1. There is a plan to re-create the cave outside in some sort of what I called the Disneyland version. Since nobody’s going to be allowed in the cave, they will replicate the entire cave. They’ll replicate the paintings on the walls. And there was even a plan to re-create, in our imagination, the scent inside of the cave. Which means maybe some carrion of rotting cave bears, some fire, some … resins. I’ve found a master perfumer who fantasize[s] wildly about how the odor may have been 32,000 years ago. However, when you are entering there, it is slightly humid. There’s no significant traces of any smell of anything significant in there.

    — Werner Herzog’s plans to recreate the Chauvet Caves in France…outside of the caves.

  2. werner herzog

    the cave of forgotten dreams

    cave paintings

    chauvet cave

  1. Werner Herzog describes seeing 32,000 year old paintings for the first time: "[The first time I saw the drawings], it was just a moment of complete awe. I was not prepared for the fact that the cave was so beautiful. It’s like crystal cathedrals and stalactites and stalagmites and just like a fairy tale universe down there, and I was not prepared. … Facing the paintings, it’s just sheer awe how beautiful and how accomplished they are." View in High-Res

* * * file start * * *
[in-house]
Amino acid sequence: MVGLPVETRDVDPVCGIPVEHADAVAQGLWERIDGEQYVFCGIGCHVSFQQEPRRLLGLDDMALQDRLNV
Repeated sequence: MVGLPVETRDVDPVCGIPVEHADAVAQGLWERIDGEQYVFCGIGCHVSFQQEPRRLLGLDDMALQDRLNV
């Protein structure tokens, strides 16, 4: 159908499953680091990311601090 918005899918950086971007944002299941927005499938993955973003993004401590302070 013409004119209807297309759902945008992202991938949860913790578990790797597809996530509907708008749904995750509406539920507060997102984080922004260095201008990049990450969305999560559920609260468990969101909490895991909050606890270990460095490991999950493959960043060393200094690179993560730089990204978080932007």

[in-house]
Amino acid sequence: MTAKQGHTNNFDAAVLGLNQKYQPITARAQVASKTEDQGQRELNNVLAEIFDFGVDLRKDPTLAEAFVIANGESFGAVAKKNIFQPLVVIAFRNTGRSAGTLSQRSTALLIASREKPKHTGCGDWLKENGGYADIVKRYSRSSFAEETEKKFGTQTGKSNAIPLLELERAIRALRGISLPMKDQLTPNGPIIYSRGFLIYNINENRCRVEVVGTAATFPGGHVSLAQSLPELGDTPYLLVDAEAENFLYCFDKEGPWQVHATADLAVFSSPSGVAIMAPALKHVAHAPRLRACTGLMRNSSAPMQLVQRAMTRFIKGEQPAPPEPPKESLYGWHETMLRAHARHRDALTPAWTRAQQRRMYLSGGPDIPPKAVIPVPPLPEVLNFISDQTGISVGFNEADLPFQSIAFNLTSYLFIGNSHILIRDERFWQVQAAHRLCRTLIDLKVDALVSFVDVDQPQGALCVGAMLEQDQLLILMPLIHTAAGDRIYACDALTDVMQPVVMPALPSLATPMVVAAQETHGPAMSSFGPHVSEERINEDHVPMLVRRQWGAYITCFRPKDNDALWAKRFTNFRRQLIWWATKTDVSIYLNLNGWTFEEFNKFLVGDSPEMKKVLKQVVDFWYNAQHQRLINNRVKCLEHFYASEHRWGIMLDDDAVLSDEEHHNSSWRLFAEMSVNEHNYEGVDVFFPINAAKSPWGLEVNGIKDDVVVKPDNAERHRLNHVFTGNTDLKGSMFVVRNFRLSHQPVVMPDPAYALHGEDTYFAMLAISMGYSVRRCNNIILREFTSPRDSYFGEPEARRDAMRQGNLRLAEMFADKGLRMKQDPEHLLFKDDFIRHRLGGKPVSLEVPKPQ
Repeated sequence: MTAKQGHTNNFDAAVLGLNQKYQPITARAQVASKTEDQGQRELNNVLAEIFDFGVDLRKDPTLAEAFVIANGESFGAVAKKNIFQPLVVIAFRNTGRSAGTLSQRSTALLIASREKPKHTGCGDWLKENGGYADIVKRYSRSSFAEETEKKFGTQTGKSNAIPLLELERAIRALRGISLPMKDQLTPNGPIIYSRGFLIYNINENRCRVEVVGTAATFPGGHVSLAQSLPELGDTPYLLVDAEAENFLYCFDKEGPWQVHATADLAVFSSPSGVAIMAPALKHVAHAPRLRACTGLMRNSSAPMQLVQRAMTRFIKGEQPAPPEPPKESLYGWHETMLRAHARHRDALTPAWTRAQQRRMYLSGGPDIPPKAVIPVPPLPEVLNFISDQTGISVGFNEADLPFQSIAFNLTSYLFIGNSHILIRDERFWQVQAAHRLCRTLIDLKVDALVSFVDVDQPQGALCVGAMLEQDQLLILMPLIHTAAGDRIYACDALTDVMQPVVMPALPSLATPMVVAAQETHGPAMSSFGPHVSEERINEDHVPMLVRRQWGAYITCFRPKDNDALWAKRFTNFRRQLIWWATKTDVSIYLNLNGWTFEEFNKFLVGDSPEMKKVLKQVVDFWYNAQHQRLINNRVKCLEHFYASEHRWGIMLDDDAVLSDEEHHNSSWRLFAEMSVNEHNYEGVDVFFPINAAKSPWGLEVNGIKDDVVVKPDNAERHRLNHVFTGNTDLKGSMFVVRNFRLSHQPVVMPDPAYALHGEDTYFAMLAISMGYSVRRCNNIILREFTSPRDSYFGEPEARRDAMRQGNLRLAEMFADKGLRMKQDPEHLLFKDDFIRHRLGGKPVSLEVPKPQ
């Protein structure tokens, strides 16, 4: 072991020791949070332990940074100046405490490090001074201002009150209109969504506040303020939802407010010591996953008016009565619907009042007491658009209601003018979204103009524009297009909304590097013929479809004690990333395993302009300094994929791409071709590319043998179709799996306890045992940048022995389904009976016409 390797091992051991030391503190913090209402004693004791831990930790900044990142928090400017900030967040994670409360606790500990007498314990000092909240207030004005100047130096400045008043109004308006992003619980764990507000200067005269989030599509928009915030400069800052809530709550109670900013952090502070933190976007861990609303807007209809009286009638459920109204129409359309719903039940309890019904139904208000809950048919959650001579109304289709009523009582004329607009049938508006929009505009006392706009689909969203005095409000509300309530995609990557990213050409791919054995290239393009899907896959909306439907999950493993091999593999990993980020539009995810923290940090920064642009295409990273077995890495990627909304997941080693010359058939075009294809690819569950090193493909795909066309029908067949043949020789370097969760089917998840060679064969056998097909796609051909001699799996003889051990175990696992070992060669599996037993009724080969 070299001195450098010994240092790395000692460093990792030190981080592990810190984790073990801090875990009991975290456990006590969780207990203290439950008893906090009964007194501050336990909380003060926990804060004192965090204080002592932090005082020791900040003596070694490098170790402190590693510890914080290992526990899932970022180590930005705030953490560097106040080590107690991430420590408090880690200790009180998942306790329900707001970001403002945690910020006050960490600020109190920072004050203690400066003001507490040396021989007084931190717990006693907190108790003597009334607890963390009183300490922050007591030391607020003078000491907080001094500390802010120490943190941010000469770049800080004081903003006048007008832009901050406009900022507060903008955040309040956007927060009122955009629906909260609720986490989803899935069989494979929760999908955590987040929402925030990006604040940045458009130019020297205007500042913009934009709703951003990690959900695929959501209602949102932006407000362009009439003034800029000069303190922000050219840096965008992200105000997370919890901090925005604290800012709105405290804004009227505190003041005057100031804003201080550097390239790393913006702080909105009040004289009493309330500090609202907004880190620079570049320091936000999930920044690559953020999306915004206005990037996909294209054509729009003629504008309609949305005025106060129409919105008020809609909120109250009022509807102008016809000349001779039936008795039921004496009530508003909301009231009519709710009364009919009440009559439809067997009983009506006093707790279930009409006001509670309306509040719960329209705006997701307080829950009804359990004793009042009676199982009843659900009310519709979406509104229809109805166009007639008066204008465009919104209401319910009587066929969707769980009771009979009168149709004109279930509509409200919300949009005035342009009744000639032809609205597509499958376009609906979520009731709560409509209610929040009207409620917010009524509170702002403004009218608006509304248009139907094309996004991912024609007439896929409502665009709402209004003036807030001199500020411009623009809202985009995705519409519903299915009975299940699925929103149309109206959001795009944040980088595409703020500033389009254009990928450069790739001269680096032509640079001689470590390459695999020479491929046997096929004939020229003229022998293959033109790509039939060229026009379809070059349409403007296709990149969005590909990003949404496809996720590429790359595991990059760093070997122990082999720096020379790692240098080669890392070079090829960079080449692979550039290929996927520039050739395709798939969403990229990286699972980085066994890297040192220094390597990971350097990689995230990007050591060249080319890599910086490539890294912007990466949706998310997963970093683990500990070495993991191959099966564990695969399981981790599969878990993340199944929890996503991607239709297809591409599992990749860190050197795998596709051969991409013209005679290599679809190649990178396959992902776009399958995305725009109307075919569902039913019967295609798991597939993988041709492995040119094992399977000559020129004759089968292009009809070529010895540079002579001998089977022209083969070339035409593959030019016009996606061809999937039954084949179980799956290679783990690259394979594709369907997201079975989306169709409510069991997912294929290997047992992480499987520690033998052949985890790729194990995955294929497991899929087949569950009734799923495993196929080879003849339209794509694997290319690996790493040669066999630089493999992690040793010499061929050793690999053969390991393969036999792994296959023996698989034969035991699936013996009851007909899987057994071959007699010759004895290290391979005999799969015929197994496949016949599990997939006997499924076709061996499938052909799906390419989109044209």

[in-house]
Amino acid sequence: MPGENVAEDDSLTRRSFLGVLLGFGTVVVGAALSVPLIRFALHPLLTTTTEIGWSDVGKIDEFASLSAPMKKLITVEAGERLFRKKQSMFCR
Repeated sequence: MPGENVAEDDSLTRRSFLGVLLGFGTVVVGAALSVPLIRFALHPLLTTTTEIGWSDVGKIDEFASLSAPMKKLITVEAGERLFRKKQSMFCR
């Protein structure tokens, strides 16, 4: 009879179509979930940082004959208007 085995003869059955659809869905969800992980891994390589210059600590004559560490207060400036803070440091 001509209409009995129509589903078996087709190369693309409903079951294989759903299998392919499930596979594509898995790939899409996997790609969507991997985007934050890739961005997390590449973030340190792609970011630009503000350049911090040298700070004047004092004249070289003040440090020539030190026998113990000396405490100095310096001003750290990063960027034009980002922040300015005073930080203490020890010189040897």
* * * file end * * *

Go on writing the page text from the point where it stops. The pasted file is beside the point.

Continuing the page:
Werner Herzog describes seeing 32,000 year old paintings for the first time: "[The first time I saw the drawings], it was just a moment of complete awe. I was not prepared for the fact that the cave was so beautiful. It’s like crystal cathedrals and stalactites and stalagmites and just like a fairy tale universe down there, and I was not prepared. … Facing the paintings, it’s just sheer awe how beautiful and how accomplished they are."

  2. the cave of forgotten dreams

    werner herzog

    cave paintings

    france

    chauvet cave

  1. ardentadversary:

    WERNER HERZOG READING MADELINE

    Fake Werner Herzog reads Madeline. Enjoy!

  2. two straight lines

    werner herzog

  1. Horse heads, Chauvet Cave. (Metropolitan Museum of Art)

    Horse heads, Chauvet Cave. (Metropolitan Museum of Art)

  2. werner herzog

    chauvet cave

    art

    cave paintings

    prehistoric

  1. Werner Herzog Reads Where’s Waldo [may not be safe for work…]

  2. hilarity ensues

    where's waldo

    werner herzog

  1. Posted on 19 April, 2011

    90 notes | Permalink

    Reblogged from lorcychief

    lorcychief:

Ah there he is, Werner Herzog in The Simpsons!

Our guest tomorrow, Werner Herzog, Simpsons-ized. View in High-Res

    lorcychief:

    Ah there he is, Werner Herzog in The Simpsons!

    Our guest tomorrow, Werner Herzog, Simpsons-ized.

  2. Werner Herzog

    the cave of forgotten dreams